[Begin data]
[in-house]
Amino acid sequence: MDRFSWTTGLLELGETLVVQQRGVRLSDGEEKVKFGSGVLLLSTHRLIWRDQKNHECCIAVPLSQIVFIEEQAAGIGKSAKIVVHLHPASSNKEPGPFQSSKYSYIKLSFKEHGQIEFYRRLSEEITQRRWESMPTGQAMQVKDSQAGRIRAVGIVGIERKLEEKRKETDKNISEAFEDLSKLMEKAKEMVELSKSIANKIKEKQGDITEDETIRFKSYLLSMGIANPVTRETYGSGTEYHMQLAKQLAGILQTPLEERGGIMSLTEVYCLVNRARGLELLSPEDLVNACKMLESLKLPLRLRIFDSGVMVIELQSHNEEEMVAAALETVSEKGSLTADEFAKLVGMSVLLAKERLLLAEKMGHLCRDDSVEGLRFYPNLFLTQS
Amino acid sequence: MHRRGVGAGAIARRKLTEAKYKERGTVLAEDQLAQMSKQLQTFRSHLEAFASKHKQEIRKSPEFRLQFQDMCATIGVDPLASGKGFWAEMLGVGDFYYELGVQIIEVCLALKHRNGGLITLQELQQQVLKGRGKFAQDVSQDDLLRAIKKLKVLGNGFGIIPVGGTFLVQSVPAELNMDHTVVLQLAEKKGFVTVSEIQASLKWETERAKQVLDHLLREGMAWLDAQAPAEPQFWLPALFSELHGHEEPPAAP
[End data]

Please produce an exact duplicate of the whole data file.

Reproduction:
[in-house]
Amino acid sequence: MDRFSWTTGLLELGETLVVQQRGVRLSDGEEKVKFGSGVLLLSTHRLIWRDQKNHECCIAVPLSQIVFIEEQAAGIGKSAKIVVHLHPASSNKEPGPFQSSKYSYIKLSFKEHGQIEFYRRLSEEITQRRWESMPTGQAMQVKDSQAGRIRAVGIVGIERKLEEKRKETDKNISEAFEDLSKLMEKAKEMVELSKSIANKIKEKQGDITEDETIRFKSYLLSMGIANPVTRETYGSGTEYHMQLAKQLAGILQTPLEERGGIMSLTEVYCLVNRARGLELLSPEDLVNACKMLESLKLPLRLRIFDSGVMVIELQSHNEEEMVAAALETVSEKGSLTADEFAKLVGMSVLLAKERLLLAEKMGHLCRDDSVEGLRFYPNLFLTQS
Amino acid sequence: MHRRGVGAGAIARRKLTEAKYKERGTVLAEDQLAQMSKQLQTFRSHLEAFASKHKQEIRKSPEFRLQFQDMCATIGVDPLASGKGFWAEMLGVGDFYYELGVQIIEVCLALKHRNGGLITLQELQQQVLKGRGKFAQDVSQDDLLRAIKKLKVLGNGFGIIPVGGTFLVQSVPAELNMDHTVVLQLAEKKGFVTVSEIQASLKWETERAKQVLDHLLREGMAWLDAQAPAEPQFWLPALFSELHGHEEPPAAP